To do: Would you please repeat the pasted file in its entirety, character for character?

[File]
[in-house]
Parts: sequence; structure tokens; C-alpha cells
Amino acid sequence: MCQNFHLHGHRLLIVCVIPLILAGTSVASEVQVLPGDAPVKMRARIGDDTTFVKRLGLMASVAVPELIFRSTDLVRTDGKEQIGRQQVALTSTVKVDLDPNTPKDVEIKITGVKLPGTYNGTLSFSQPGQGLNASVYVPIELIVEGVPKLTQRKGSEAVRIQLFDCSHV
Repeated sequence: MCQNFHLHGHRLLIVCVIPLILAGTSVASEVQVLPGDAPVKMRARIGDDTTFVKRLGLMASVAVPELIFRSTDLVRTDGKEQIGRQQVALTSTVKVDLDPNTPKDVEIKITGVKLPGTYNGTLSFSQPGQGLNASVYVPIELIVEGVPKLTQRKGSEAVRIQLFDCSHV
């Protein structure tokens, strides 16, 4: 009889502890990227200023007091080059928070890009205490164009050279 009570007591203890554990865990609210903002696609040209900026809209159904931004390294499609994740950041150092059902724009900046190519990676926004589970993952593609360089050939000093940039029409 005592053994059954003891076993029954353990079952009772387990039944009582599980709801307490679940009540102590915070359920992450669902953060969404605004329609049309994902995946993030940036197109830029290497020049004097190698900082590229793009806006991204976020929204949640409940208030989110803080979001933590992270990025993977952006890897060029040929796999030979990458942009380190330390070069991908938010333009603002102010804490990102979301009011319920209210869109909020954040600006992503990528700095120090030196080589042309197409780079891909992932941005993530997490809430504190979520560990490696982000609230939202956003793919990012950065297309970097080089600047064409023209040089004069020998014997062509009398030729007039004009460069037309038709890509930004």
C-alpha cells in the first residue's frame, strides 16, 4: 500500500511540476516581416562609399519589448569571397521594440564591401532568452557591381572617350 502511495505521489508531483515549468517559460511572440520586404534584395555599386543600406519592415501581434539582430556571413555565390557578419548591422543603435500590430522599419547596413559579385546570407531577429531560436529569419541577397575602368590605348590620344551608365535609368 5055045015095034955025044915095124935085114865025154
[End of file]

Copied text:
[in-house]
Parts: sequence; structure tokens; C-alpha cells
Amino acid sequence: MCQNFHLHGHRLLIVCVIPLILAGTSVASEVQVLPGDAPVKMRARIGDDTTFVKRLGLMASVAVPELIFRSTDLVRTDGKEQIGRQQVALTSTVKVDLDPNTPKDVEIKITGVKLPGTYNGTLSFSQPGQGLNASVYVPIELIVEGVPKLTQRKGSEAVRIQLFDCSHV
Repeated sequence: MCQNFHLHGHRLLIVCVIPLILAGTSVASEVQVLPGDAPVKMRARIGDDTTFVKRLGLMASVAVPELIFRSTDLVRTDGKEQIGRQQVALTSTVKVDLDPNTPKDVEIKITGVKLPGTYNGTLSFSQPGQGLNASVYVPIELIVEGVPKLTQRKGSEAVRIQLFDCSHV
């Protein structure tokens, strides 16, 4: 009889502890990227200023007091080059928070890009205490164009050279 009570007591203890554990865990609210903002696609040209900026809209159904931004390294499609994740950041150092059902724009900046190519990676926004589970993952593609360089050939000093940039029409 005592053994059954003891076993029954353990079952009772387990039944009582599980709801307490679940009540102590915070359920992450669902953060969404605004329609049309994902995946993030940036197109830029290497020049004097190698900082590229793009806006991204976020929204949640409940208030989110803080979001933590992270990025993977952006890897060029040929796999030979990458942009380190330390070069991908938010333009603002102010804490990102979301009011319920209210869109909020954040600006992503990528700095120090030196080589042309197409780079891909992932941005993530997490809430504190979520560990490696982000609230939202956003793919990012950065297309970097080089600047064409023209040089004069020998014997062509009398030729007039004009460069037309038709890509930004």
C-alpha cells in the first residue's frame, strides 16, 4: 500500500511540476516581416562609399519589448569571397521594440564591401532568452557591381572617350 502511495505521489508531483515549468517559460511572440520586404534584395555599386543600406519592415501581434539582430556571413555565390557578419548591422543603435500590430522599419547596413559579385546570407531577429531560436529569419541577397575602368590605348590620344551608365535609368 5055045015095034955025044915095124935085114865025154